Yesterday was the Feast Day for Thomas Becket, Archbishop of Canterbury, who worked against King Henry II's attempts to secure the English church under royal authority. The conflict culminated in Becket's murder in Canterbury Cathedral.
So, I recalled that T. S. Eliot had a play about this, Murder in the Cathedral, and I had never read it. I thought, ah, what better way to spend an afternoon with a bad cold? I'll just curl up with a mug of tea and read for a bit. Or, several hours. That is, I read the play straight through and then flipped back to the beginning and read it again, aloud (yes, with a hoarse voice and stuffy head but it had to be done -- it's that good). I don't even know what to say, it's still fresh and new for me. Vivid. My favorite part, as of this moment, is the four Tempters but that's probably everyone's favorite part...
Meanwhile the substance of our first act
Will be shadows, and the strife with shadows.
The first three Tempters offer the usual things, and while I loved the poetry I was thinking...well, hmm, this seems too easy for Thomas. But the fourth is truly beguiling.
Thomas: What is your council?My thoughts at this point in reading: sirens blaring! This sounds way too good. Is he actually encouraging Thomas to be a martyr? On top of this, he's quite smarmy...he commends Thomas for rejecting the previous Tempters:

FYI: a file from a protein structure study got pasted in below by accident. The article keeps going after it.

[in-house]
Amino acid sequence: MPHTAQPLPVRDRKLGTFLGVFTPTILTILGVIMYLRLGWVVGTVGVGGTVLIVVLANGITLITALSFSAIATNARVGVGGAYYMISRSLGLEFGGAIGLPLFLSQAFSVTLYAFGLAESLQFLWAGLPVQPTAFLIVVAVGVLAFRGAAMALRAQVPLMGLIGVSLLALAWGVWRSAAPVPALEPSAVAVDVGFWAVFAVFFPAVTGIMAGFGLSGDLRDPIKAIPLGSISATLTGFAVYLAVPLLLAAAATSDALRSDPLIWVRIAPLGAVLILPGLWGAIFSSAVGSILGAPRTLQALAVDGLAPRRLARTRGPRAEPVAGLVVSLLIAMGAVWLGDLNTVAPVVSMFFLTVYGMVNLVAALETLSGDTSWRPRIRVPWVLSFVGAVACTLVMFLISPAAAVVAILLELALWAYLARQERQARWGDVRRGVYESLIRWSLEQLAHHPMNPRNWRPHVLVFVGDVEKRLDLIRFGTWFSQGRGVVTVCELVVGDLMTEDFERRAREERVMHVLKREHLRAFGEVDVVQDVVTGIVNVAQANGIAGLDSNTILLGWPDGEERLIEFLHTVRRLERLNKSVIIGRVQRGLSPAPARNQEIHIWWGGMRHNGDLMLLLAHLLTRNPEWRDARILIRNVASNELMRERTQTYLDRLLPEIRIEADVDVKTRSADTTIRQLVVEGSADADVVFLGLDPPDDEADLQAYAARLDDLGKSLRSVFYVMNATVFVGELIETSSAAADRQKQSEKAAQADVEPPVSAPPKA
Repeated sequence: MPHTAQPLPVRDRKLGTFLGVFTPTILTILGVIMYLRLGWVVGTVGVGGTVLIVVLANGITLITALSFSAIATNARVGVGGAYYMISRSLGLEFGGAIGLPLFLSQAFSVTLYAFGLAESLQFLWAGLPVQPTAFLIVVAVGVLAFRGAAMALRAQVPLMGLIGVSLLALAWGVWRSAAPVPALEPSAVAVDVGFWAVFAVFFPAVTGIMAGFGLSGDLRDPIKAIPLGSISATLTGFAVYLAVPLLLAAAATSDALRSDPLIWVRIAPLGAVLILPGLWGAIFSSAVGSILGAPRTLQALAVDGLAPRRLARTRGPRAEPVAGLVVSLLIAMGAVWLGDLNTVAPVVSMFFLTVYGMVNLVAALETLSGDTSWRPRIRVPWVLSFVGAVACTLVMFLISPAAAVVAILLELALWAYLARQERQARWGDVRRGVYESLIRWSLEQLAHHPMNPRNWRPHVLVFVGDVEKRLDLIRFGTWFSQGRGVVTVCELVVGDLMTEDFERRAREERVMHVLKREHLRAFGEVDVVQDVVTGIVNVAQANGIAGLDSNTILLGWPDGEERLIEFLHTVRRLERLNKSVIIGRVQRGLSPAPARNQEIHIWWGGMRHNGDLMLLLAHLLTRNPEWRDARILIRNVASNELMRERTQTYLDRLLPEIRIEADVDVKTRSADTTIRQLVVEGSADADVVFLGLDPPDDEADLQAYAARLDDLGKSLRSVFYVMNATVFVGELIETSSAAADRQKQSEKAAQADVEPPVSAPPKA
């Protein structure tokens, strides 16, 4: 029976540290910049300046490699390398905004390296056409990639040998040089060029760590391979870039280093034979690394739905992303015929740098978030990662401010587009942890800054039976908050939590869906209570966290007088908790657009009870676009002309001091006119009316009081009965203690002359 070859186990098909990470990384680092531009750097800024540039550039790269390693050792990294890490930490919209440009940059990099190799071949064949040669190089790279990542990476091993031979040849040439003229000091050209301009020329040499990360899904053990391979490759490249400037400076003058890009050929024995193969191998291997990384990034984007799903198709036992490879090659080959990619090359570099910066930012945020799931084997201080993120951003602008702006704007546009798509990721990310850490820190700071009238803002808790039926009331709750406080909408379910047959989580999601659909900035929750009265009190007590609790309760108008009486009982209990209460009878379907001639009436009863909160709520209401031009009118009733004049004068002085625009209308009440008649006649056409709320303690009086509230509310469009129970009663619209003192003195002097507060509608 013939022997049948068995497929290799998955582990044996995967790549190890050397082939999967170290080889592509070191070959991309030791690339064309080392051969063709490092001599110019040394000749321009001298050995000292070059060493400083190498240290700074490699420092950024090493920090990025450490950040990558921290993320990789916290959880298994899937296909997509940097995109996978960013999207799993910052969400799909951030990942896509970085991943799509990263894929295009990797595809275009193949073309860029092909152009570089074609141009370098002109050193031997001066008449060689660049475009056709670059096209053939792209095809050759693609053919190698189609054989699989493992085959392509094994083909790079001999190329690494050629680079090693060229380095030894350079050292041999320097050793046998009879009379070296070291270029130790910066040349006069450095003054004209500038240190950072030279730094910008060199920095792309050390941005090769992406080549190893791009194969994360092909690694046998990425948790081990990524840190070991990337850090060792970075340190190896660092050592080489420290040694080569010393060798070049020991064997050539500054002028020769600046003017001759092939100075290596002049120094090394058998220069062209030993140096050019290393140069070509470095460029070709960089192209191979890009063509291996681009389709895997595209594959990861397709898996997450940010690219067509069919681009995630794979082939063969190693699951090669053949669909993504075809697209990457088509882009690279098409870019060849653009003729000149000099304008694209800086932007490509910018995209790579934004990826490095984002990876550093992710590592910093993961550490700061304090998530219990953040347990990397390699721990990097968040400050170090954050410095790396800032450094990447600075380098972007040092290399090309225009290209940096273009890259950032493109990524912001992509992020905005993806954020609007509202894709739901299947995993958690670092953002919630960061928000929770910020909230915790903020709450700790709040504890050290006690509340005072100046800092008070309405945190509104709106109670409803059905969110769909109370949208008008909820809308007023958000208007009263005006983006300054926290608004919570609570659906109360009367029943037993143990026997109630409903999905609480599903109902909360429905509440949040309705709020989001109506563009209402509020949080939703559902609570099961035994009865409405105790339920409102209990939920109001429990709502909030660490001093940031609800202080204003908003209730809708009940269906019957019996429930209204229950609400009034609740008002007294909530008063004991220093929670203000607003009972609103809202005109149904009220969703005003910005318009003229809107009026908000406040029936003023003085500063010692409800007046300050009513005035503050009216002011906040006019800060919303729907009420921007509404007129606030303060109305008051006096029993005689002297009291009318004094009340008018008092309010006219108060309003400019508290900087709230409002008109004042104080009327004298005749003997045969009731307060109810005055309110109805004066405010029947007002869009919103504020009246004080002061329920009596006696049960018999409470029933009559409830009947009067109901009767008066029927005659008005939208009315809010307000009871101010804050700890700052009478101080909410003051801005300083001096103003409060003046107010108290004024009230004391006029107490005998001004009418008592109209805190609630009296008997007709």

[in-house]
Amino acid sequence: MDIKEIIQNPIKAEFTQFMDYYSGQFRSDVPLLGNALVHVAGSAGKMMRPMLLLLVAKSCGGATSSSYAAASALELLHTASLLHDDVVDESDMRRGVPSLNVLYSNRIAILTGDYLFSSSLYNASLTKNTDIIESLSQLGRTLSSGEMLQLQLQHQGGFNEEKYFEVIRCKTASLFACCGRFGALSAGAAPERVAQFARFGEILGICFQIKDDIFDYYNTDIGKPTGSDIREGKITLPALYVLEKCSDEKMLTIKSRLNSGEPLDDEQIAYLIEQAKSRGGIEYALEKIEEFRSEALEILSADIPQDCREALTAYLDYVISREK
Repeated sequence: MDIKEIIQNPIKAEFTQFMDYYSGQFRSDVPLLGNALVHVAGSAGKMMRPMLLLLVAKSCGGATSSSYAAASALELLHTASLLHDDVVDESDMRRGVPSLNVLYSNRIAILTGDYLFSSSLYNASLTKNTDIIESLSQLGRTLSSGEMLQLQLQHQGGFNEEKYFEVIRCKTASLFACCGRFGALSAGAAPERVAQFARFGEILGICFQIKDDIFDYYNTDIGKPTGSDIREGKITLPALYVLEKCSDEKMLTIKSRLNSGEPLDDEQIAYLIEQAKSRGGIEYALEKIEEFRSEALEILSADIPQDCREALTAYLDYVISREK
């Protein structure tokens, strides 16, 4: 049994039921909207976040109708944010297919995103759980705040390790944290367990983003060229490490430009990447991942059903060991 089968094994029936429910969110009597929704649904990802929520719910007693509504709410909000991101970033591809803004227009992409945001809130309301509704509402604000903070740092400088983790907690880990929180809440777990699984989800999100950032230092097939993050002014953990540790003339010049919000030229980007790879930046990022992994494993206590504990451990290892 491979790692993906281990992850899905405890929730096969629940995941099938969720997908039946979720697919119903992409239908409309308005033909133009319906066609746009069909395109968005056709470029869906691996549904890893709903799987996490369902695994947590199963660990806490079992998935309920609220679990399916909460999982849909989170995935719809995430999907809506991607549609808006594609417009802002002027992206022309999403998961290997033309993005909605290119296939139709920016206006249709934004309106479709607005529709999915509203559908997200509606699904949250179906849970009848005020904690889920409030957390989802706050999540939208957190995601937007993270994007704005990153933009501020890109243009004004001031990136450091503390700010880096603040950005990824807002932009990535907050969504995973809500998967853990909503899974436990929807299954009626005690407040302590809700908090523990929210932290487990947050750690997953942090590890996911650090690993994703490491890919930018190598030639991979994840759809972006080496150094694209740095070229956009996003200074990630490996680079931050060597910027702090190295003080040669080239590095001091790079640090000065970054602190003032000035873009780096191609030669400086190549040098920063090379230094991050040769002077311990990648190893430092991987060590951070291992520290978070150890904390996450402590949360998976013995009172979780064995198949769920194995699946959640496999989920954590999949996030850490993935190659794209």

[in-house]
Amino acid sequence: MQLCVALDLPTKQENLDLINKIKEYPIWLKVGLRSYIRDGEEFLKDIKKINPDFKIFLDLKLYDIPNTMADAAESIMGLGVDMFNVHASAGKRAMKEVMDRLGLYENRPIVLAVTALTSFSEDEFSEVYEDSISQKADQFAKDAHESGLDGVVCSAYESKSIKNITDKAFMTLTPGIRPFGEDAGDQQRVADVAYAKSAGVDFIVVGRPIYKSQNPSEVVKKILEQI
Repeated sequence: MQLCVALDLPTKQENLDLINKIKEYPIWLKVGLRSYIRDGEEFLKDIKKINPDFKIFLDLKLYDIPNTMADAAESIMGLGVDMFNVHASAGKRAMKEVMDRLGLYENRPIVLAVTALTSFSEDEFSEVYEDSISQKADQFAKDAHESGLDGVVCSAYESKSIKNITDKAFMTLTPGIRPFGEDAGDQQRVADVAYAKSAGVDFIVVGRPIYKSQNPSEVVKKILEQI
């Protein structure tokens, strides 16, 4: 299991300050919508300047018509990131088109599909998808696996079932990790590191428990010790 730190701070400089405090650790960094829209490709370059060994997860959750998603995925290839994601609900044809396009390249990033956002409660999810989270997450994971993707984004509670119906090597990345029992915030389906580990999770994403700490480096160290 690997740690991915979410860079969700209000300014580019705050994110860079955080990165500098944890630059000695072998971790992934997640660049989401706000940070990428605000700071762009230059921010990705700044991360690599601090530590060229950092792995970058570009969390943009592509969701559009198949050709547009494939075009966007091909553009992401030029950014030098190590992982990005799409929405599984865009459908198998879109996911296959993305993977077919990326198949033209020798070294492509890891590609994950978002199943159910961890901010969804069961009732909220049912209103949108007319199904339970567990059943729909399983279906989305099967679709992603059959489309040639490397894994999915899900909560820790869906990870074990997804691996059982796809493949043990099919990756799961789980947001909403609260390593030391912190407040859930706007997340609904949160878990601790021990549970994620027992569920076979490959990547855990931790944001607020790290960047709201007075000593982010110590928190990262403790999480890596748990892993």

Tempter; Fare forward to the end,
All other ways are closed to you
Except the way already chosen.
But what is pleasure, kingly rule,I'm exasperated by this point. Oh, please. Spit it out already.
Or rule of man beneath a king,
With craft in corners, stealthy stratagem,
To general grasp of spiritual power?
Man oppressed by sin, since Adam fell --
You hold the keys of Heaven and Hell
Power to bind and loose; bind, Thomas, bind,
King and bishop under your heal...
...What can compare with glory of SaintsOh. I see. Painfully. It is the most artful lie, wrapped in so much truth. This Tempter offers the same things as the previous three, but does so by appealing to Becket's religious emotions. Yes, be a martyr...but for your beliefs and not for Christ -- making religion of religion. It is the crucial difference between right and almost right. And Thomas Becket sees it.
Dwelling forever in the presence of God?
What earthly glory, of king or emperor,
What earthly pride, that is not poverty,
Compared with richness of heavenly grandeur?
Thomas: The last temptation is the greatest treason;I think this play is now part of my Christmas readings. I'm not even sure what else to say, there's too much. Another reading is in order.
To do the right deed for the wrong reason.
A martyrdom is never the design of man; for the true martyr is he whoTechnorati Tags: Christianity, Literature
has become the instrument of God, who has lost his will in the will of
God, not lost it but found it, for he has found freedom in submission to